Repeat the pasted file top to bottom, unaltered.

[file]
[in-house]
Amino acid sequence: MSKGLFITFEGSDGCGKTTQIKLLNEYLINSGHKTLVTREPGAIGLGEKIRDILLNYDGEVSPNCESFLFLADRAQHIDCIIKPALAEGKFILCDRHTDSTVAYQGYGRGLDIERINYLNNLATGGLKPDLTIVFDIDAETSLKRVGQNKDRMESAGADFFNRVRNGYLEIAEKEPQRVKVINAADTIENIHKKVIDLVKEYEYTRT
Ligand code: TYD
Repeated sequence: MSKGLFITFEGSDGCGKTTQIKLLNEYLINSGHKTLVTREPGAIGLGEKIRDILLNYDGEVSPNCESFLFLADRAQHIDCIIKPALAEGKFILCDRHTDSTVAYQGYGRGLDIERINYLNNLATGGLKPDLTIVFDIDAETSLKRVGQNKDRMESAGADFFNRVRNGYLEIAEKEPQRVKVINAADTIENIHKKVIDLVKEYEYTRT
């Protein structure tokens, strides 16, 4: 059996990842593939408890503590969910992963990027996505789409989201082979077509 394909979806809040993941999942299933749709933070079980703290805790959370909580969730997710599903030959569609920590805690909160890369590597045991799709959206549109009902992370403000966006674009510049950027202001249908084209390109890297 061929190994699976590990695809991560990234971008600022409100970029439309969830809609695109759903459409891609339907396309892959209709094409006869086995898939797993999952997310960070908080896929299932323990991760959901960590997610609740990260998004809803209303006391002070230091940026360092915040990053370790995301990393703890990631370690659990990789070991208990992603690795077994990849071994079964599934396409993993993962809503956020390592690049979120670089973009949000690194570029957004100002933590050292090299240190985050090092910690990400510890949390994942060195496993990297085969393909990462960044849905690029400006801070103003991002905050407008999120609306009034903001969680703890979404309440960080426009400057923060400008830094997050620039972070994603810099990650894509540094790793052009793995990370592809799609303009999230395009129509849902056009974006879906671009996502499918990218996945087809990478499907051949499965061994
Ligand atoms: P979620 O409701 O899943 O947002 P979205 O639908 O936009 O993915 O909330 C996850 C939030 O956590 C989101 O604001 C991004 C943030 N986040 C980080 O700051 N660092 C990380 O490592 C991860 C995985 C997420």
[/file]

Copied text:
[in-house]
Amino acid sequence: MSKGLFITFEGSDGCGKTTQIKLLNEYLINSGHKTLVTREPGAIGLGEKIRDILLNYDGEVSPNCESFLFLADRAQHIDCIIKPALAEGKFILCDRHTDSTVAYQGYGRGLDIERINYLNNLATGGLKPDLTIVFDIDAETSLKRVGQNKDRMESAGADFFNRVRNGYLEIAEKEPQRVKVINAADTIENIHKKVIDLVKEYEYTRT
Ligand code: TYD
Repeated sequence: MSKGLFITFEGSDGCGKTTQIKLLNEYLINSGHKTLVTREPGAIGLGEKIRDILLNYDGEVSPNCESFLFLADRAQHIDCIIKPALAEGKFILCDRHTDSTVAYQGYGRGLDIERINYLNNLATGGLKPDLTIVFDIDAETSLKRVGQNKDRMESAGADFFNRVRNGYLEIAEKEPQRVKVINAADTIENIHKKVIDLVKEYEYTRT
């Protein structure tokens, strides 16, 4: 059996990842593939408890503590969910992963990027996505789409989201082979077509 394909979806809040993941999942299933749709933070079980703290805790959370909580969730997710599903030959569609920590805690909160890369590597045991799709959206549109009902992370403000966006674009510049950027202001249908084209390109890297 061929190994699976590990695809991560990234971008600022409100970029439309969830809609695109759903459409891609339907396309892959209709094409006869086995898939797993999952997310960070908080896929299932323990991760959901960590997610609740990260998004809803209303006391002070230091940026360092915040990053370790995301990393703890990631370690659990990789070991208990992603690795077994990849071994079964599934396409993993993962809503956020390592690049979120670089973009949000690194570029957004100002933590050292090299240190985050090092910690990400510890949390994942060195496993990297085969393909990462960044849905690029400006801070103003991002905050407008999120609306009034903001969680703890979404309440960080426009400057923060400008830094997050620039972070994603810099990650894509540094790793052009793995990370592809799609303009999230395009129509849902056009974006879906671009996502499918990218996945087809990478499907051949499965061994
Ligand atoms: P979620 O409701 O899943 O947002 P979205 O639908 O936009 O993915 O909330 C996850 C939030 O956590 C989101 O604001 C991004 C943030 N986040 C980080 O700051 N660092 C990380 O490592 C991860 C995985 C997420």